The DOD focus of the DARPA-funded research has not prevented the contractors from forging the microanalytical tools into products for the domestic market. The private sector is following with rapid implementation of these techniques for instrumentation for DNA sequencing, combinatorial chemistry and high throughput screening. Many new companies have sprung up around DARPA support for this type of work. A few of these companies have targeted point-of-care diagnostics as a focus for their near-term product development. The instruments under development are generally designed as stand-alone devices, but they clearly could be used as the basis of the D2H2 network.
The opportunity in Bioengineering at UW
We believe that there exist now a unique opportunity at UW, and particularly in the Department of Bioengineering, to become the center for research and development of Distributed Diagnosis and Home Healthcare. There is already a strong base of existing research in Bioengineering in the technologies that will enable D2H2. The work is occurring both in Bioengineering and in affiliated department through collaborative projects. Briefly, these are as follows:
Microfluidic Chemical Analytical Systems
Biomedical diagnostic technology must be inexpensive, chemically versatile, and relatively accurate to be successful as a commercial product. The size of samples of blood will have to be on the order of a few drops. This immediately brings us into the realm of microfluidics. Practical implementations of microfluidics require dealing with samples far more complex than those regularly introduced into instrumentation with such narrow channels. Microfluidic systems are very vulnerable to problems inherent in unrefined samples to be encountered in the scenarios for which these instruments are being proposed. For example, many of the best sensing technologies in the analytical chemist's arsenal are not suited to complex mixtures of analytes with overlapping interfering signals. This is true for both optical and electrochemical detection methods. Surface fouling is a many-faceted problem in small channels, in that it can lead to converting every fluid transport channel into a chromatography column, or, in the worst cases, can lead to loss of all of the sample to an irreversibly adsorbed layer upstream of the detector. Electrochemical sensors have always been vulnerable to fouling, but in microfluidic systems, the electrodes will usually not be removable for refurbishment by the user. Some types of ancillary techniques, such as electroösmotic pumping, dependent as they are on the nature of the chemistry of the channel walls, are particularly susceptible to disruption by sample-to-sample variability.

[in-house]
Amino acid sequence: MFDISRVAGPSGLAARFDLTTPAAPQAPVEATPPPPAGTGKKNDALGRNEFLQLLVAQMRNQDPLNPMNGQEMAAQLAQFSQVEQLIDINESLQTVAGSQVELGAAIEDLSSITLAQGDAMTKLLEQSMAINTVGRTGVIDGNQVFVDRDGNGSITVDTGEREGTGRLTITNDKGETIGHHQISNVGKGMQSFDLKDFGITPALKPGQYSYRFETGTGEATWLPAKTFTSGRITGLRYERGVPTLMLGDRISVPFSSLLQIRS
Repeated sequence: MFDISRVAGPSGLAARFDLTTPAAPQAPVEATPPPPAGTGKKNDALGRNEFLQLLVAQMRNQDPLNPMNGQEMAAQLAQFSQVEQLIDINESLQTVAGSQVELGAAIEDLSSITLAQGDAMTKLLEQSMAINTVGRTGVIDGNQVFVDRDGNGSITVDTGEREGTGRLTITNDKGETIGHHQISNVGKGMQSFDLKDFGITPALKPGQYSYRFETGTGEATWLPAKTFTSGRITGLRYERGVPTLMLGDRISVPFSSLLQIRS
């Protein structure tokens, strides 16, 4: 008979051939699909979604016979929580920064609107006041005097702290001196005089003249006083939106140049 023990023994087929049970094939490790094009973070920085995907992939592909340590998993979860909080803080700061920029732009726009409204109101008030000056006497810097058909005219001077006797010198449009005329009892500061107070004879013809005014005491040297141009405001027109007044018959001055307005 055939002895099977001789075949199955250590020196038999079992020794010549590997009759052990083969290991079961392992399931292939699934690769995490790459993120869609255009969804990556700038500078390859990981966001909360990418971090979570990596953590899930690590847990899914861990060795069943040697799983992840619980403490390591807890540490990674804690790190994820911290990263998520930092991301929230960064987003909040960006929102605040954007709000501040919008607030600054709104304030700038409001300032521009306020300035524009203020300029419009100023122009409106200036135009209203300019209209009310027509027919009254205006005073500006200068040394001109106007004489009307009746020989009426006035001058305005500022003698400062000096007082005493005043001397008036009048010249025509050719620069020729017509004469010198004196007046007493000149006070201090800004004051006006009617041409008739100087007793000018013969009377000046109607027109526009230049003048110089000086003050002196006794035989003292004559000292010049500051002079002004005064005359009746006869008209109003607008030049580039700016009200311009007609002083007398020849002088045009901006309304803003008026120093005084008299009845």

Portable ultrasound imaging
The University of Washington pioneered the research and development of a portable ultrasound device for battlefield trauma with ATL via funding from DARPA under the Technology Reinvestment Program. This UW initiative contributed to the development of the SonoSite (an ATL spinoff company) and its 7-pound hand-held device, which will be commercialized in 1999. Even though this is not designed for home use, we believe that they will be introduced for home use in the next decade with decreasing costs and improving usability. In the beginning, they will be used for imaging the body and transmitting the resulting images to the clinic via telemedicine. However, they could be eventually used in both diagnosis and therapy.
Image-guided therapy offers the potential to direct therapeutic action precisely to the point in the tissue where it is needed and not to other tissues. When this is possible, a higher dose can be administered with higher probability of a complete cure. Focused delivery requires the integration of three essential components: (1) Accurate and clear imagery to identify the offending tissue, (2) a therapy that can be accurately directed and controlled, and (3) a well-controlled means to guide the therapy to the imaged location. High intensity focused ultrasound can offer exciting new therapeutic methods to ablate offending tissue or stop hemorrhaging vessels and organs. The action is thermal and mechanical. Selective therapeutic action can be enhanced with energy-activated drugs, and particularly those which can be combined with contrast agents and/or directing antibodies. This technology brings a new type of therapeutic tool to bear on injuries that must be treated before the patient can be transported to a hospital.